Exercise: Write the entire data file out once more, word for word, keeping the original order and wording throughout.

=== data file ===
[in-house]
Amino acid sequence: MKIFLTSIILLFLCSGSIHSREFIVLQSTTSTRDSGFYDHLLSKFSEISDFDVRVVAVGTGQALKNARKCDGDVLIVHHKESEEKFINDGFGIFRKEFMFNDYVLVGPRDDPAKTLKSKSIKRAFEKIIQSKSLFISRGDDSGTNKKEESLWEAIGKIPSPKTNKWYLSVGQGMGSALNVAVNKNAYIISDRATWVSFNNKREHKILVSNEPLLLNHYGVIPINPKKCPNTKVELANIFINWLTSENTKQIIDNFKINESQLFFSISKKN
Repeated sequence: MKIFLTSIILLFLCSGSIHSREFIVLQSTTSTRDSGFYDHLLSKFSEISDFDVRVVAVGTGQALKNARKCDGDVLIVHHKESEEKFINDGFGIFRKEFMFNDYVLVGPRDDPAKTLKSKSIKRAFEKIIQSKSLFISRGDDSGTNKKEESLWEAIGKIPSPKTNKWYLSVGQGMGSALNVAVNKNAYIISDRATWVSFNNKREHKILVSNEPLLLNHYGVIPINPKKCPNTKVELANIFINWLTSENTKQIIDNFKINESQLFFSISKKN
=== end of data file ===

[in-house]
Amino acid sequence: MKIFLTSIILLFLCSGSIHSREFIVLQSTTSTRDSGFYDHLLSKFSEISDFDVRVVAVGTGQALKNARKCDGDVLIVHHKESEEKFINDGFGIFRKEFMFNDYVLVGPRDDPAKTLKSKSIKRAFEKIIQSKSLFISRGDDSGTNKKEESLWEAIGKIPSPKTNKWYLSVGQGMGSALNVAVNKNAYIISDRATWVSFNNKREHKILVSNEPLLLNHYGVIPINPKKCPNTKVELANIFINWLTSENTKQIIDNFKINESQLFFSISKKN
Repeated sequence: MKIFLTSIILLFLCSGSIHSREFIVLQSTTSTRDSGFYDHLLSKFSEISDFDVRVVAVGTGQALKNARKCDGDVLIVHHKESEEKFINDGFGIFRKEFMFNDYVLVGPRDDPAKTLKSKSIKRAFEKIIQSKSLFISRGDDSGTNKKEESLWEAIGKIPSPKTNKWYLSVGQGMGSALNVAVNKNAYIISDRATWVSFNNKREHKILVSNEPLLLNHYGVIPINPKKCPNTKVELANIFINWLTSENTKQIIDNFKINESQLFFSISKKN